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Thousands of new market-rate units have been built in Oakland in recent years, but construction is slowing and the city’s still far behind on its affordable housing goals. Credit: Pete Rosos

Oakland is dismally behind in meeting its affordable housing goals, a trend exacerbated by an overall slowing of housing construction that began before, but was aggravated by, the COVID-19 pandemic.

Each year Oakland is required by state law to report its progress on carrying out programs outlined in its 2015-23 Housing Element, the city’s long-term plan for making housing more affordable and accessible to its residents. These yearly updates include data such as the number of new housing units that the state and regional governments say Oakland needs, and how many the city successfully issued building permits for. For the eight-year time period covered by the plan, regional authorities determined that Oakland needed to plan for 7,816 new market-rate units and 6,949 affordable. 

In Oakland, a two person-household is considered “above-moderate income,” and thus able to afford a market-rate unit, if the pair makes more than $114,450 in a year. By contrast, a “very low-income” two-person household makes under $31,350.

With the 2015-23 cycle nearing an end, Oakland has blown past the market-rate construction targets, issuing permits for 13,616 units, but it’s only issued permits for 22% of the affordable housing it’s required to plan for, according to the annual progress report released last week. 

“The main constraint,” the report says, “is the lack of funding resources to develop and operate [affordable] units.” Often the city can’t access state or federal funding unless it’s able to match the dollars with its own money.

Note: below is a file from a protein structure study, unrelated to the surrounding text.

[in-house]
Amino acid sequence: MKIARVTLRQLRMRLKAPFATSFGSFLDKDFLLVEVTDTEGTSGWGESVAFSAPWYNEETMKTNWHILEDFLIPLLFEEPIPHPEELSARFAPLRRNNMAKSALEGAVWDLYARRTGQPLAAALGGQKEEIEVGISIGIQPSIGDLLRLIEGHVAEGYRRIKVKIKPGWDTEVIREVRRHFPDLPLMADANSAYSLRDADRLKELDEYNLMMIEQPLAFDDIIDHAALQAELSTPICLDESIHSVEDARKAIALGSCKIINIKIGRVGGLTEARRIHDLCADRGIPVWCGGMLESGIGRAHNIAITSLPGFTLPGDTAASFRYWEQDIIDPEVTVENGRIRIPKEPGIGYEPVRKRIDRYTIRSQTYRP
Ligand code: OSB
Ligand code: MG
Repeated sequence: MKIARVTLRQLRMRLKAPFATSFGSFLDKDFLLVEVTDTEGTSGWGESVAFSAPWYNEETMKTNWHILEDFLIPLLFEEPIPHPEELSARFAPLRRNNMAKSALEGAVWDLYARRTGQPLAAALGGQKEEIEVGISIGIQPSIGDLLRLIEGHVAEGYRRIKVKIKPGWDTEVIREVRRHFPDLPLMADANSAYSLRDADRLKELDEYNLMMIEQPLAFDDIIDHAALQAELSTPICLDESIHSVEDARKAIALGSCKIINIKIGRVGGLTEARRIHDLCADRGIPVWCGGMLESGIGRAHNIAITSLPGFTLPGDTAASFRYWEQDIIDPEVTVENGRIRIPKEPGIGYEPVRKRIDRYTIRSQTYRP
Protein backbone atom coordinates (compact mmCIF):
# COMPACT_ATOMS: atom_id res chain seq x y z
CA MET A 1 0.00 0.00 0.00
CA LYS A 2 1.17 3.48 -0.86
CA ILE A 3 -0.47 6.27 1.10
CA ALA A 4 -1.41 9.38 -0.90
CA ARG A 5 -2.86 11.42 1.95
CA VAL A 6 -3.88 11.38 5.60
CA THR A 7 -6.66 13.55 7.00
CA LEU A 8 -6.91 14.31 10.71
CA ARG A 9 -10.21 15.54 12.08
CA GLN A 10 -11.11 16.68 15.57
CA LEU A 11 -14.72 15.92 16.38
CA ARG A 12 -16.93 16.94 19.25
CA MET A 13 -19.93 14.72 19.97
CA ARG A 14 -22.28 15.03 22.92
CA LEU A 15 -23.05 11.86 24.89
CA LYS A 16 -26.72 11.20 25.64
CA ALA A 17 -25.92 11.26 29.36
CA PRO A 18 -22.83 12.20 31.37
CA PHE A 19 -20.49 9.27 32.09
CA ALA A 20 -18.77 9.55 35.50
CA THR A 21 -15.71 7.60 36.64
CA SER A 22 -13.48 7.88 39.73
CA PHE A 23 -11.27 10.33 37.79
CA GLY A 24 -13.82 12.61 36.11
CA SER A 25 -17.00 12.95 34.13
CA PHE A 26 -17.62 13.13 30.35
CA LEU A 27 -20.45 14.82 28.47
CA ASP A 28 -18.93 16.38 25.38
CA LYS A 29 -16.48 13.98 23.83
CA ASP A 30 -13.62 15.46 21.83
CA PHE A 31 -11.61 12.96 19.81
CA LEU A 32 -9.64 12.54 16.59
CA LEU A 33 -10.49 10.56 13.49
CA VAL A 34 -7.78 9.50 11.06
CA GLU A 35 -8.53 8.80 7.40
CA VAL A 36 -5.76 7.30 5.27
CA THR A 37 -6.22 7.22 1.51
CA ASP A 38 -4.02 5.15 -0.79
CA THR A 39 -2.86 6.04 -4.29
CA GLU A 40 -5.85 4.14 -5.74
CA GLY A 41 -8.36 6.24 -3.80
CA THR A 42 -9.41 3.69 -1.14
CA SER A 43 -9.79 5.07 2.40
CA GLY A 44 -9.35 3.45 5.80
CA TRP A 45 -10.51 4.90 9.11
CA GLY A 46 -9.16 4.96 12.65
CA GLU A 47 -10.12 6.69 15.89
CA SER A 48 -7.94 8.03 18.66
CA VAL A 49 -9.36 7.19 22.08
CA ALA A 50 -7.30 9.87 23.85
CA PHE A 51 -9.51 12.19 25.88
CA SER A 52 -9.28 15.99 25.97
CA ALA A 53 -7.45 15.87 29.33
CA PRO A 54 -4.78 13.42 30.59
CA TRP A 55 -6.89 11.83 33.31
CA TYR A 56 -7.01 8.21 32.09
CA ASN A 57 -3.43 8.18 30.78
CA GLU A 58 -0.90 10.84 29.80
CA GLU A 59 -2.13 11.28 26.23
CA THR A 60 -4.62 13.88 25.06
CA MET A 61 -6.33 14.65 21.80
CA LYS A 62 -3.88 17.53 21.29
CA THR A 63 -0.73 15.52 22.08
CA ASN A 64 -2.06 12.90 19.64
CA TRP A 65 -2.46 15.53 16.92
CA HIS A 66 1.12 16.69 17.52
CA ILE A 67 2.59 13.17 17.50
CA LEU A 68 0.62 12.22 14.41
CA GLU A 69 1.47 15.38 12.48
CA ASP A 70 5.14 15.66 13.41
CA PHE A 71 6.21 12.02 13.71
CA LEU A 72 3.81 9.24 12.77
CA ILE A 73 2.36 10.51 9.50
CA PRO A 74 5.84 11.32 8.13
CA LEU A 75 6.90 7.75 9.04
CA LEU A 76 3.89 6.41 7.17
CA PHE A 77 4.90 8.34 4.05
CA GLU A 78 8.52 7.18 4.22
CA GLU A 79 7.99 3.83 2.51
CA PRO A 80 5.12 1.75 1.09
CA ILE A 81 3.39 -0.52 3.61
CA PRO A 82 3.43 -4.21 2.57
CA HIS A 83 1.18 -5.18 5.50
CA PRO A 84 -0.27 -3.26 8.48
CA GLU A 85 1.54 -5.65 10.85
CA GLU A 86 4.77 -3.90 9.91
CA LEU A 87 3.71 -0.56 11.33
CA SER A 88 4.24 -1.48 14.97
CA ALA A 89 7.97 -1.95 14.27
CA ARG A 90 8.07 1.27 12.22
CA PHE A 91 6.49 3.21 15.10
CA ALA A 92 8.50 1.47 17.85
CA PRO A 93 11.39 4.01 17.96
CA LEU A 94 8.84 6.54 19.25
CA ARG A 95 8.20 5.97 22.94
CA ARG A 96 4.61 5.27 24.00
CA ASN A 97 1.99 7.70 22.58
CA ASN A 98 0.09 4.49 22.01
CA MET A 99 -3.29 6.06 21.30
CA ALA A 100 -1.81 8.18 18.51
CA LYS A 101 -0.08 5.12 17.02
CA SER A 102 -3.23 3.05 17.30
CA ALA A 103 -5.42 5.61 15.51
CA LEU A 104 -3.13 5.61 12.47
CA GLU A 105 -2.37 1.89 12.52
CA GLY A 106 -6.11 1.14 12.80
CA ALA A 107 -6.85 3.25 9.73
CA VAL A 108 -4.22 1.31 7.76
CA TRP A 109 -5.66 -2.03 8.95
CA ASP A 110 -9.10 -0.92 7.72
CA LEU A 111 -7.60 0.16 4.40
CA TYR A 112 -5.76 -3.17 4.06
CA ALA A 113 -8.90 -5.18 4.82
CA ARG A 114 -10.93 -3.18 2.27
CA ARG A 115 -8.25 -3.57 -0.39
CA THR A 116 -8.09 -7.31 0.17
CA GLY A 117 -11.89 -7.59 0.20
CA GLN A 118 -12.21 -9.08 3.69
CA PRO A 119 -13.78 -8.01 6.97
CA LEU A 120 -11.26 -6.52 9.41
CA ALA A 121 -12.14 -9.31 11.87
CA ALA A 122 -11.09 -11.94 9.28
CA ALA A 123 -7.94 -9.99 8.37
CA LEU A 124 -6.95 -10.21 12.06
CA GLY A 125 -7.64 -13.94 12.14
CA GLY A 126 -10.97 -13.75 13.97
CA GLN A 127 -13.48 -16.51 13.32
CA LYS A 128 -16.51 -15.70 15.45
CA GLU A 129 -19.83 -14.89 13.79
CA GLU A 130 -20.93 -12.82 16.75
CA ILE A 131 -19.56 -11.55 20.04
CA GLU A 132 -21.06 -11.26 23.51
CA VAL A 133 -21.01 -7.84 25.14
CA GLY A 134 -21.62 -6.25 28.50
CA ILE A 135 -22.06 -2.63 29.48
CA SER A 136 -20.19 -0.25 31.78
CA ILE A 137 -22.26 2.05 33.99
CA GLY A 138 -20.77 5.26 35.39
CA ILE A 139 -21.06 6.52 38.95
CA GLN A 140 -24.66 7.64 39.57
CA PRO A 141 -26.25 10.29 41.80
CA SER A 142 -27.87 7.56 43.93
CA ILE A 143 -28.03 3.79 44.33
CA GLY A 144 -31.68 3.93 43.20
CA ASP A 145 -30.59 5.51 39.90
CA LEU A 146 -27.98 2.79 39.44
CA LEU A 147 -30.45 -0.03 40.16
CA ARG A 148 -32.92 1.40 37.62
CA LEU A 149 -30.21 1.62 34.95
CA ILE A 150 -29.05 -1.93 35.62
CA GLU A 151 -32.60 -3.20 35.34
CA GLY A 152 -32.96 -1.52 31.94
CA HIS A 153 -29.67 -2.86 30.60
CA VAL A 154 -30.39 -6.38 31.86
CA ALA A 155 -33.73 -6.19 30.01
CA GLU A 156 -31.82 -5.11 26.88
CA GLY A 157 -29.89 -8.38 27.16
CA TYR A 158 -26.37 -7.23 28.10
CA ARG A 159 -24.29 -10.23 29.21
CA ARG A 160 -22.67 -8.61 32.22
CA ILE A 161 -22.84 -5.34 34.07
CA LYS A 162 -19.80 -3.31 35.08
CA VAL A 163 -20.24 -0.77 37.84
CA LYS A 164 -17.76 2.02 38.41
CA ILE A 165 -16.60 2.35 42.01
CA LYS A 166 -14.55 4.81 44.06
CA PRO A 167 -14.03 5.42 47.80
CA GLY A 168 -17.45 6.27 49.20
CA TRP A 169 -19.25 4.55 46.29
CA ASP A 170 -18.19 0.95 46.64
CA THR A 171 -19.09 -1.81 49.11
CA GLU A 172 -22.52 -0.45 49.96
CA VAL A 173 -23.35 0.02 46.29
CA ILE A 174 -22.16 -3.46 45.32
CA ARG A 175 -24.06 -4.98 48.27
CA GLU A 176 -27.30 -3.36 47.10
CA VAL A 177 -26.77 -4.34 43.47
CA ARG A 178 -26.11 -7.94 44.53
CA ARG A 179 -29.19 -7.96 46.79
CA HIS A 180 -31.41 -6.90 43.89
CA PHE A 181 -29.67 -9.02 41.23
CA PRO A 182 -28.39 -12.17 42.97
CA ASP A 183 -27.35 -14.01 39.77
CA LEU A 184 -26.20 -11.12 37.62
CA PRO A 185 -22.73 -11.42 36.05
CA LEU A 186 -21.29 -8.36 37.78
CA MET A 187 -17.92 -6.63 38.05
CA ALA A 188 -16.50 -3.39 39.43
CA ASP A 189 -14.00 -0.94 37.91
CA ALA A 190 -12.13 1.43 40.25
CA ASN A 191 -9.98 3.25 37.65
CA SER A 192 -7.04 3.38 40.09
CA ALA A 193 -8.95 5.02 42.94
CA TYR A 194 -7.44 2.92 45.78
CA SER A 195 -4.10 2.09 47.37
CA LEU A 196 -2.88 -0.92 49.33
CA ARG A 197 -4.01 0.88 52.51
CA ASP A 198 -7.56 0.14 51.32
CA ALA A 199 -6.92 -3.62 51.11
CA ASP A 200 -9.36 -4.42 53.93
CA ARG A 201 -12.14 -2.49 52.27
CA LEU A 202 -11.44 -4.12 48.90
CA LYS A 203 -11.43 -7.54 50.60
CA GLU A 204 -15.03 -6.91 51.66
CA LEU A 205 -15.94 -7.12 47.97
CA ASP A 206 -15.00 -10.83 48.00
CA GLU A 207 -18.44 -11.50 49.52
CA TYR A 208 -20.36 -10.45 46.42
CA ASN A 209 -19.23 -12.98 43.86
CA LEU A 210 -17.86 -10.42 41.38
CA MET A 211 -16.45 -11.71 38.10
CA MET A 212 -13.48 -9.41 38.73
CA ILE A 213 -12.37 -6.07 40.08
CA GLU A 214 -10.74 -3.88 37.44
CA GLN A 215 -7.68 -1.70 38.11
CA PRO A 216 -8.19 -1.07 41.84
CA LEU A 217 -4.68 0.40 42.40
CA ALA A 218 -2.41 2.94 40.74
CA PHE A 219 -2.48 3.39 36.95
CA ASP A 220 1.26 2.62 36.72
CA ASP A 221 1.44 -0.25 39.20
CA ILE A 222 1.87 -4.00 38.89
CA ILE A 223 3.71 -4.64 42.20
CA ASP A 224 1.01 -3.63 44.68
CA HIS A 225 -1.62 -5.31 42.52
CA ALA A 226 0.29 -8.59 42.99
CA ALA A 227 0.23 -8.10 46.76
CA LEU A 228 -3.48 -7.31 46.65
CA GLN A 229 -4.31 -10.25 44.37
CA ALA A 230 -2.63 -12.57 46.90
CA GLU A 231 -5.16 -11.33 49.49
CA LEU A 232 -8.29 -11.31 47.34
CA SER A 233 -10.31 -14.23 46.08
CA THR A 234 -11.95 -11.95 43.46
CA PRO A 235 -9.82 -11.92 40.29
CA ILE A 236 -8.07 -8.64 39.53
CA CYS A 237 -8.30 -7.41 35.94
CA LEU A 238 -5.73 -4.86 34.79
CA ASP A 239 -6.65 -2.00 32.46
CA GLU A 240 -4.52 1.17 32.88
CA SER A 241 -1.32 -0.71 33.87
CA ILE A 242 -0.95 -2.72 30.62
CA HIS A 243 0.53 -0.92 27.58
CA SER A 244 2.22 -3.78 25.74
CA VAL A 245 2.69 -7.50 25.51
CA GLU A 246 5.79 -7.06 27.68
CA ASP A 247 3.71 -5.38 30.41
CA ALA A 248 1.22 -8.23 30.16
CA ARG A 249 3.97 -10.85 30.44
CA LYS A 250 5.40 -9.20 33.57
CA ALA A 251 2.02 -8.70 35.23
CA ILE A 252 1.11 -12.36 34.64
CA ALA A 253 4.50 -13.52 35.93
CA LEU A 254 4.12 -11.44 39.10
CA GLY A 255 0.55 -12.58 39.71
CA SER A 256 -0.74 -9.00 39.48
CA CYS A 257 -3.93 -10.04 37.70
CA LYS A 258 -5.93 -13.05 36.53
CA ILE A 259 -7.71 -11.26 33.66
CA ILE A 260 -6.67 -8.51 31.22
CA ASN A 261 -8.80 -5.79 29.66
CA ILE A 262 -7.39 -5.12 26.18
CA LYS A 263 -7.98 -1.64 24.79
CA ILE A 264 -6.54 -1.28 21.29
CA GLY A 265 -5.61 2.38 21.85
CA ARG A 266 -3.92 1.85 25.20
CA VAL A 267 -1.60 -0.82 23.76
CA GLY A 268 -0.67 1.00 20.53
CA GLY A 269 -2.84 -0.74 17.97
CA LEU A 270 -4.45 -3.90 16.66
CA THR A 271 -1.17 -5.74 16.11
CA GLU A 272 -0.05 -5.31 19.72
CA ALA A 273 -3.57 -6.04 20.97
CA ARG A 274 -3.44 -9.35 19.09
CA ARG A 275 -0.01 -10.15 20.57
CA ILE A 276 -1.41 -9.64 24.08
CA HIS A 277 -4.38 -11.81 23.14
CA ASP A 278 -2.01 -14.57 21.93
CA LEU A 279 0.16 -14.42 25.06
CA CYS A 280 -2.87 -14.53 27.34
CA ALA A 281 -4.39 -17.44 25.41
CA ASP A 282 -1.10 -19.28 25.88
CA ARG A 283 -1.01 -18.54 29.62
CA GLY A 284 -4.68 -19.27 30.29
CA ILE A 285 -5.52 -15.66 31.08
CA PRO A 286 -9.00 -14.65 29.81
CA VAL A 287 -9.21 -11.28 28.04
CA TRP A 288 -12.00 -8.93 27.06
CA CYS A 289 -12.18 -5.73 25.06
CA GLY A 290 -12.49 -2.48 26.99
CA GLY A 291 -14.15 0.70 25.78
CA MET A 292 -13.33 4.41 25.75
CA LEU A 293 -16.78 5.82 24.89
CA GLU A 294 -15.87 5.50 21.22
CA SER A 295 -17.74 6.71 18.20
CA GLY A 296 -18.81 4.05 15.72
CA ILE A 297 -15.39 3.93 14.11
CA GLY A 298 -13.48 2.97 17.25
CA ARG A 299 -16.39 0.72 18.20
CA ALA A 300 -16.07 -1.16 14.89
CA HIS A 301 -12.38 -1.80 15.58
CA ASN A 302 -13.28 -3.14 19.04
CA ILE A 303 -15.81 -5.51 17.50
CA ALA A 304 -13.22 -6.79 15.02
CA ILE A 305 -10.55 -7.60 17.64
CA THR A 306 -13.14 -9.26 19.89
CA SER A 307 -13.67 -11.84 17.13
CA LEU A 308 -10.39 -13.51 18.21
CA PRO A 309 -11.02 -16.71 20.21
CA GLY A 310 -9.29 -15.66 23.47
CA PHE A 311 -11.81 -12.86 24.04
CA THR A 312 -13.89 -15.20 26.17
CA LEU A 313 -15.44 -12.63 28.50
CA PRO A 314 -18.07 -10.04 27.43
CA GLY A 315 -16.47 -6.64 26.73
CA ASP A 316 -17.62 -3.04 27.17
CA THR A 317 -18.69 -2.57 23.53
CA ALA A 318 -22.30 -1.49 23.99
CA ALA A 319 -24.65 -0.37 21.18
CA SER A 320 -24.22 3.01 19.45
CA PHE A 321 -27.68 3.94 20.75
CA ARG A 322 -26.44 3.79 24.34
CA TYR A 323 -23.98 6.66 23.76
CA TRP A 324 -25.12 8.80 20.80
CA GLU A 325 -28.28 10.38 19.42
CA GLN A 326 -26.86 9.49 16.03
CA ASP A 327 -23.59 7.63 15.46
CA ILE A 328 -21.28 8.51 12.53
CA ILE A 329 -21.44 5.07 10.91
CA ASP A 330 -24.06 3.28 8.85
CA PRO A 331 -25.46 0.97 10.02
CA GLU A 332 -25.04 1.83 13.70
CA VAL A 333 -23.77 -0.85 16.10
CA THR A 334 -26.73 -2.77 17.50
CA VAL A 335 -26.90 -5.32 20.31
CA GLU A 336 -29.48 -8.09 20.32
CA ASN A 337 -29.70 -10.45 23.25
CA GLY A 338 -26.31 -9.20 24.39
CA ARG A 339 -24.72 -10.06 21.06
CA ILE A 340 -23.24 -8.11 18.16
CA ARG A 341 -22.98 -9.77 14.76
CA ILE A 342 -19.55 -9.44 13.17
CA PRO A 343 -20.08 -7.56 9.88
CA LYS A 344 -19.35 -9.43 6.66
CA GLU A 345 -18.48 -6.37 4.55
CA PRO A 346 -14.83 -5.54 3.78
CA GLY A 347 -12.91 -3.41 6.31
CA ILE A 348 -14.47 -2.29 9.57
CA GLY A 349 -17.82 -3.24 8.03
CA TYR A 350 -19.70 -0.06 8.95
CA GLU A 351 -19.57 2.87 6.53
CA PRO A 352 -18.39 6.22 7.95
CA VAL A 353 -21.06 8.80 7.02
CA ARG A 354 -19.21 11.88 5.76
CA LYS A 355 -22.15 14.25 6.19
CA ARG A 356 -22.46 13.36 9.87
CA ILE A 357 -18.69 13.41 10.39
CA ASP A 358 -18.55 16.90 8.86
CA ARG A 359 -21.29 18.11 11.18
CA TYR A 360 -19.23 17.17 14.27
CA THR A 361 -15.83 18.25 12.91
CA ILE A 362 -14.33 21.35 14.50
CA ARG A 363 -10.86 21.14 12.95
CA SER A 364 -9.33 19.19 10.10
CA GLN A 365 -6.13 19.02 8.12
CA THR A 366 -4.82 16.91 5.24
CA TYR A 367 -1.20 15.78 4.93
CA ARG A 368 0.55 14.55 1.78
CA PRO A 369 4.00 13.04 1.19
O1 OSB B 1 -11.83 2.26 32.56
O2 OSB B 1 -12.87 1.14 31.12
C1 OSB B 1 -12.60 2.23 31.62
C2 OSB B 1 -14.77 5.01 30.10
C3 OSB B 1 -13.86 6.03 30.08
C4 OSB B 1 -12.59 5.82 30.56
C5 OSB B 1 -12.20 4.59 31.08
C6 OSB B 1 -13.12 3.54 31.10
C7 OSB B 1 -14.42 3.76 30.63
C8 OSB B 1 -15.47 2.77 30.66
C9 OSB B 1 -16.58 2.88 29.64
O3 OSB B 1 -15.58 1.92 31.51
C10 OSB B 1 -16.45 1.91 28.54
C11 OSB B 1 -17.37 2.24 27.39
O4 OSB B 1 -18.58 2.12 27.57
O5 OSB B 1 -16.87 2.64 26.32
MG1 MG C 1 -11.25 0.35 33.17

Officials and members of the public weighed in at last week’s Oakland City Council meeting, calling the figures “depressing” and “disturbing.” 

“It’s clear the city is not meeting its affordable housing goals,” said Cathy Leonard, who’s active in North Oakland and police accountability groups. “The number of unhoused people is increasing and the city is doing nothing but sitting here making reports.”

Staffers and officials alike said during the meeting that Oakland needs a new funding source for housing projects—potentially an affordable housing bond measure on an upcoming ballot.

Councilmember Carroll Fife, who represents West Oakland and downtown, took a step further, saying Oakland needs to “drastically” rethink its approach to housing production, which led to Council President Nikki Fortunato Bas, who represents Lake Merritt, Eastlake, and Chinatown, calling for a “day-long study session.”

“If we acknowledge that this system is flawed at its core, we can come up with a myriad of solutions to address this crisis,” Fife said.

Construction down overall, due to COVID-19 and costs

The disparities between new market-rate and affordable units were stark in 2020, at every stage of the process, from proposed projects to completed construction.

In Oakland, 2,855 market-rate units were completed last year, compared to 183 affordable, according to the Housing Element update. Of those 183 below-market units, all but 20 were for very low-income households. Notably, no units were built at a level deemed affordable for “moderate-income” residents—a two-person household making $83,551 to $114,450. In general, Oakland has only met 3% of its target in that category—housing for people who aren’t considered low-income, yet can’t afford apartments or condos in the new buildings going up.

Councilmember Dan Kalb, who represents North Oakland, noted that the shortage in moderate-income units can skew the overall data on affordable housing, whereas Oakland is actually closer to meeting the goals for lower-income people. “But there’s no question there’s tremendous need,” he said.

“This shows us that housing is not a human right—it is actually the opposite,” said Fife, who’s also a director of the housing advocacy organization ACCE. “It is the right of the people who have wealth and can afford those market-rate units, because that only seems to be what’s being constructed.”